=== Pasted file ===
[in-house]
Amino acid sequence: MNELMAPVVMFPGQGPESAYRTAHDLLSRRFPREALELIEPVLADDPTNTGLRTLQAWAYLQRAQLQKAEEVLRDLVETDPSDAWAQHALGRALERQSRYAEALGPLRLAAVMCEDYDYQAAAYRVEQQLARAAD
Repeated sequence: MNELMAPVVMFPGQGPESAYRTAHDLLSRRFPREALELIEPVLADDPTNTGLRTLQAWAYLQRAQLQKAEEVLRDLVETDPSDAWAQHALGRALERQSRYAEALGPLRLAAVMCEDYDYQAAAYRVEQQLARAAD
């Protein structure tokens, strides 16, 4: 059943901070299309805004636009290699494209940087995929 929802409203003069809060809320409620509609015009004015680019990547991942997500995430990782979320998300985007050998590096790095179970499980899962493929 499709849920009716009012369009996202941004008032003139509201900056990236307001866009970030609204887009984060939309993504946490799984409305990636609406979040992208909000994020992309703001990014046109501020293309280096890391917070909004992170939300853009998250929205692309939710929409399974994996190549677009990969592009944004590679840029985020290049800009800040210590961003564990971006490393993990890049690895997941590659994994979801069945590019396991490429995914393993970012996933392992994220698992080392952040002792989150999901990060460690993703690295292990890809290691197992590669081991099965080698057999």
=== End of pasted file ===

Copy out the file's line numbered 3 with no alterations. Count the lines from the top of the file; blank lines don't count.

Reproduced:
Repeated sequence: MNELMAPVVMFPGQGPESAYRTAHDLLSRRFPREALELIEPVLADDPTNTGLRTLQAWAYLQRAQLQKAEEVLRDLVETDPSDAWAQHALGRALERQSRYAEALGPLRLAAVMCEDYDYQAAAYRVEQQLARAAD